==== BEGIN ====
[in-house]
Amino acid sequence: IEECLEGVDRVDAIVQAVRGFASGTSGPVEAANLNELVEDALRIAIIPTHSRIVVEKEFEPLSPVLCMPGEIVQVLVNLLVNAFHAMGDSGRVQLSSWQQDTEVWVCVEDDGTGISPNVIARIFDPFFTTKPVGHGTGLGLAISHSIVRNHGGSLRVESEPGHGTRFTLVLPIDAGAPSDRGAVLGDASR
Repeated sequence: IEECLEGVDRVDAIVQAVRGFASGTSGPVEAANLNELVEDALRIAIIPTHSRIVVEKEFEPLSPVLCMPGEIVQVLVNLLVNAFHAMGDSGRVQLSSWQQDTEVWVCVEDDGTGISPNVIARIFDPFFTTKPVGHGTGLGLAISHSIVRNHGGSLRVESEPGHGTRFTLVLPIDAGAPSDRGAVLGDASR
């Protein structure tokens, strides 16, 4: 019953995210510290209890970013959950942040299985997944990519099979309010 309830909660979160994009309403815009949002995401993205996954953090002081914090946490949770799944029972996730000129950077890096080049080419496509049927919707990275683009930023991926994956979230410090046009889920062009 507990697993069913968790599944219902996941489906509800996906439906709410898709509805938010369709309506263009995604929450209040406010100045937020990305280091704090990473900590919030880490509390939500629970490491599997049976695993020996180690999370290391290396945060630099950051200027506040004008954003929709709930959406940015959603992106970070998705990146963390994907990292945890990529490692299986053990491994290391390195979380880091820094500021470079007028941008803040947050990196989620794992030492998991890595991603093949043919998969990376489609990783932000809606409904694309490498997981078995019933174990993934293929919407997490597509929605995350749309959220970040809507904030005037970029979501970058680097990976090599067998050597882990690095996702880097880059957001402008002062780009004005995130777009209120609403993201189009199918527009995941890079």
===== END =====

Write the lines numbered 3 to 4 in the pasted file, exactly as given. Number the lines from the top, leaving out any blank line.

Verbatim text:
Repeated sequence: IEECLEGVDRVDAIVQAVRGFASGTSGPVEAANLNELVEDALRIAIIPTHSRIVVEKEFEPLSPVLCMPGEIVQVLVNLLVNAFHAMGDSGRVQLSSWQQDTEVWVCVEDDGTGISPNVIARIFDPFFTTKPVGHGTGLGLAISHSIVRNHGGSLRVESEPGHGTRFTLVLPIDAGAPSDRGAVLGDASR
């Protein structure tokens, strides 16, 4: 019953995210510290209890970013959950942040299985997944990519099979309010 309830909660979160994009309403815009949002995401993205996954953090002081914090946490949770799944029972996730000129950077890096080049080419496509049927919707990275683009930023991926994956979230410090046009889920062009 507990697993069913968790599944219902996941489906509800996906439906709410898709509805938010369709309506263009995604929450209040406010100045937020990305280091704090990473900590919030880490509390939500629970490491599997049976695993020996180690999370290391290396945060630099950051200027506040004008954003929709709930959406940015959603992106970070998705990146963390994907990292945890990529490692299986053990491994290391390195979380880091820094500021470079007028941008803040947050990196989620794992030492998991890595991603093949043919998969990376489609990783932000809606409904694309490498997981078995019933174990993934293929919407997490597509929605995350749309959220970040809507904030005037970029979501970058680097990976090599067998050597882990690095996702880097880059957001402008002062780009004005995130777009209120609403993201189009199918527009995941890079």